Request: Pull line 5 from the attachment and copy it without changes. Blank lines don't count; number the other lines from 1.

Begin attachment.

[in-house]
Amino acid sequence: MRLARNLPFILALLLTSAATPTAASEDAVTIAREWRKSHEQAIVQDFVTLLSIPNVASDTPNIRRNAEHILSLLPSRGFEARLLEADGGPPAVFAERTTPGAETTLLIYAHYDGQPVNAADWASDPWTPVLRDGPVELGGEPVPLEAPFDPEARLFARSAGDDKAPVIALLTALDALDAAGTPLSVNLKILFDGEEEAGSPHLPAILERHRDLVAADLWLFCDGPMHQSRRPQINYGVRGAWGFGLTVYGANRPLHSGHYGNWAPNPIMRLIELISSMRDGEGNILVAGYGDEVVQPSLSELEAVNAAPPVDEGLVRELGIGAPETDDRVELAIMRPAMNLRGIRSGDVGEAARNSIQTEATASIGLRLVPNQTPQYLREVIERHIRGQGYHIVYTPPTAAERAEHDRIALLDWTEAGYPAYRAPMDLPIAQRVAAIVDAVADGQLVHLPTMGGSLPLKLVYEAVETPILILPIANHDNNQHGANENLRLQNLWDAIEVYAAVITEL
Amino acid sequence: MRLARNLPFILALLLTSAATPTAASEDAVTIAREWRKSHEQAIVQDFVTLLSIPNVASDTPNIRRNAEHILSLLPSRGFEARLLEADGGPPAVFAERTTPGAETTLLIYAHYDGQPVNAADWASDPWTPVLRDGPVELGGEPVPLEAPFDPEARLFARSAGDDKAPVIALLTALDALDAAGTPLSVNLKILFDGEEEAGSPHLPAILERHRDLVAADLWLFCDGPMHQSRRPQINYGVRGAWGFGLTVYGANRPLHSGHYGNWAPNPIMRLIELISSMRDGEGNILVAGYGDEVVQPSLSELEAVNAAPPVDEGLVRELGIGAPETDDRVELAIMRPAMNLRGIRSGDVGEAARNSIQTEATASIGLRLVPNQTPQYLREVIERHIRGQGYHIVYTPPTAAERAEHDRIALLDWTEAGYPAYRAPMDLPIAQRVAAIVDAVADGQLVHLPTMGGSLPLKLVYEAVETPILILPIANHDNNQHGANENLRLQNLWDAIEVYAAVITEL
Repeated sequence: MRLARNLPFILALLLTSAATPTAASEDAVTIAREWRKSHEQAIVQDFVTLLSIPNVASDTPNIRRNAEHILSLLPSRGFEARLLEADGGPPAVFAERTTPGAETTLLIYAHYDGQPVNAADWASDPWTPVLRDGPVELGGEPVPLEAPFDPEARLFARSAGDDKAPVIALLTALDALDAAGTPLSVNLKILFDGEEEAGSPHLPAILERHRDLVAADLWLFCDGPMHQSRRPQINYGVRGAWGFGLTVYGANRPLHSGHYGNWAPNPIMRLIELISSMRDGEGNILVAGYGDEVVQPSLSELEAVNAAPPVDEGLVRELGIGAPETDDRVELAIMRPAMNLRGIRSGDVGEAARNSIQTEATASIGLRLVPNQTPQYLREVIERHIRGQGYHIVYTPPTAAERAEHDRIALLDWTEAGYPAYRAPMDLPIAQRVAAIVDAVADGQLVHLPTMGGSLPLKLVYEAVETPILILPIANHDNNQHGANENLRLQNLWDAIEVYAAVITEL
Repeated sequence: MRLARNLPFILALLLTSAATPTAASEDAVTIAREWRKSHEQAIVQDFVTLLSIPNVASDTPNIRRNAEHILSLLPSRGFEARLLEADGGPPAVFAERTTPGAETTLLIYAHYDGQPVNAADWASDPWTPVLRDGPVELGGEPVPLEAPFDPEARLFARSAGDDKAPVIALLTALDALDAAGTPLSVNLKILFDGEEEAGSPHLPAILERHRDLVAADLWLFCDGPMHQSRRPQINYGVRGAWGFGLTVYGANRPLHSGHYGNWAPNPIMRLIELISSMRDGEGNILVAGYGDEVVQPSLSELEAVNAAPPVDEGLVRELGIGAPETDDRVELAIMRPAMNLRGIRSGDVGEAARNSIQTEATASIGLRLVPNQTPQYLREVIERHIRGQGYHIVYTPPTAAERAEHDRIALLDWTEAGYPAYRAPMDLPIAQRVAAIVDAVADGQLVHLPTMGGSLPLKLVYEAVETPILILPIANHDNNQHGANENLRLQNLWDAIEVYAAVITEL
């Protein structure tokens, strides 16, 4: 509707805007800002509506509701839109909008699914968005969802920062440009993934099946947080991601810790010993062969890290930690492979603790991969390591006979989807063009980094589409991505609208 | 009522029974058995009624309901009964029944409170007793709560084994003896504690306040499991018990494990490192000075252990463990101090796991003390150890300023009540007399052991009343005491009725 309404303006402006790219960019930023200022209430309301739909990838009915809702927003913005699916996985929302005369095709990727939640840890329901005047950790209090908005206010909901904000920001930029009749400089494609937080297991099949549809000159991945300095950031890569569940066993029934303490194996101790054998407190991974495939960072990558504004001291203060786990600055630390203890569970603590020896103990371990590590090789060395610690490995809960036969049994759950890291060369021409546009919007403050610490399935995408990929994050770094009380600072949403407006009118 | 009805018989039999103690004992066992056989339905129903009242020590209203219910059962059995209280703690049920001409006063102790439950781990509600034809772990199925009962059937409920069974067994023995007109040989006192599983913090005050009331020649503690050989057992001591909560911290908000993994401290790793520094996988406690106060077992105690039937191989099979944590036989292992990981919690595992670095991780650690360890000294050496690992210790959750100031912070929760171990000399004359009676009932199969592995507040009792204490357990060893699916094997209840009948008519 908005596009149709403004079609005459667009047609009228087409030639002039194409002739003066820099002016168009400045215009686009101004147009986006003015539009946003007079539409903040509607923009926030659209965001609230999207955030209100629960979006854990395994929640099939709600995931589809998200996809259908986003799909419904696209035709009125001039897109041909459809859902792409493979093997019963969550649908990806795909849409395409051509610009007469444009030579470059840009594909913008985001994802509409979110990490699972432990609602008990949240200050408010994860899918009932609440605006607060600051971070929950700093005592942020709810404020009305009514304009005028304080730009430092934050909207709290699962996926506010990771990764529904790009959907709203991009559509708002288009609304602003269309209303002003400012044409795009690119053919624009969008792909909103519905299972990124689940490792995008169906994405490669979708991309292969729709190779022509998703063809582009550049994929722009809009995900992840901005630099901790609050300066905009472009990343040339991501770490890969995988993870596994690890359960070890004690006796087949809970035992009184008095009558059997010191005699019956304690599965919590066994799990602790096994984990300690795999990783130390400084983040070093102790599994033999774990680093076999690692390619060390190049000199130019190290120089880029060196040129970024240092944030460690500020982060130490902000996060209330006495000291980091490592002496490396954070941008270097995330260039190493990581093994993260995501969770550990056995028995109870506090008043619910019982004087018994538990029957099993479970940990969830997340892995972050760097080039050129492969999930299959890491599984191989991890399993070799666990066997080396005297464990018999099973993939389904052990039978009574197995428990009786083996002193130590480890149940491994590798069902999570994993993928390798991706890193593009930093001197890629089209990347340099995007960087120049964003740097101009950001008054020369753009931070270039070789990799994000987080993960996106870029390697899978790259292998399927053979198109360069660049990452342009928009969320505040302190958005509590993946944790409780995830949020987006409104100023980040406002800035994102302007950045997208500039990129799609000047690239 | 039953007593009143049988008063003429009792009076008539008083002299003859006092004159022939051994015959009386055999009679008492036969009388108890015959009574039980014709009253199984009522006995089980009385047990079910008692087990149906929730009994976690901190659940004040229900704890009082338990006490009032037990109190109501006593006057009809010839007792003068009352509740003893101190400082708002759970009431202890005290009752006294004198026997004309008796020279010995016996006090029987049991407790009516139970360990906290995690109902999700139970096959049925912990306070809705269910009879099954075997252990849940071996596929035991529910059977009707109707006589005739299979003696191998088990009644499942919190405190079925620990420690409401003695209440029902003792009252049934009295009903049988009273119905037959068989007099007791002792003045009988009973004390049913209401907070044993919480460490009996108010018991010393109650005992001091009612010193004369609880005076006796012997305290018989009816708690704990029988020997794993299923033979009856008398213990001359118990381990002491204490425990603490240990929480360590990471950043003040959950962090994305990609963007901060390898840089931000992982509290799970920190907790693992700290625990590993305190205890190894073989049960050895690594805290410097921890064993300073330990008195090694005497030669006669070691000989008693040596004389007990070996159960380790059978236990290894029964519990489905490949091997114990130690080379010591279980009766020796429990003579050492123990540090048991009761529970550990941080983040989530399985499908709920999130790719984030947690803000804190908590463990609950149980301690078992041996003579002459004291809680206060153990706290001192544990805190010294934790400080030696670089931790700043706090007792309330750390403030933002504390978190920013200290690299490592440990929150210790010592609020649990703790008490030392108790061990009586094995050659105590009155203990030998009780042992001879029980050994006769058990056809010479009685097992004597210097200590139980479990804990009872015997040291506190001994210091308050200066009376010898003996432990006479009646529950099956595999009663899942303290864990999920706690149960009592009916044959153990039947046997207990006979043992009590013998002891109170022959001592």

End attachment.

Repeated sequence: MRLARNLPFILALLLTSAATPTAASEDAVTIAREWRKSHEQAIVQDFVTLLSIPNVASDTPNIRRNAEHILSLLPSRGFEARLLEADGGPPAVFAERTTPGAETTLLIYAHYDGQPVNAADWASDPWTPVLRDGPVELGGEPVPLEAPFDPEARLFARSAGDDKAPVIALLTALDALDAAGTPLSVNLKILFDGEEEAGSPHLPAILERHRDLVAADLWLFCDGPMHQSRRPQINYGVRGAWGFGLTVYGANRPLHSGHYGNWAPNPIMRLIELISSMRDGEGNILVAGYGDEVVQPSLSELEAVNAAPPVDEGLVRELGIGAPETDDRVELAIMRPAMNLRGIRSGDVGEAARNSIQTEATASIGLRLVPNQTPQYLREVIERHIRGQGYHIVYTPPTAAERAEHDRIALLDWTEAGYPAYRAPMDLPIAQRVAAIVDAVADGQLVHLPTMGGSLPLKLVYEAVETPILILPIANHDNNQHGANENLRLQNLWDAIEVYAAVITEL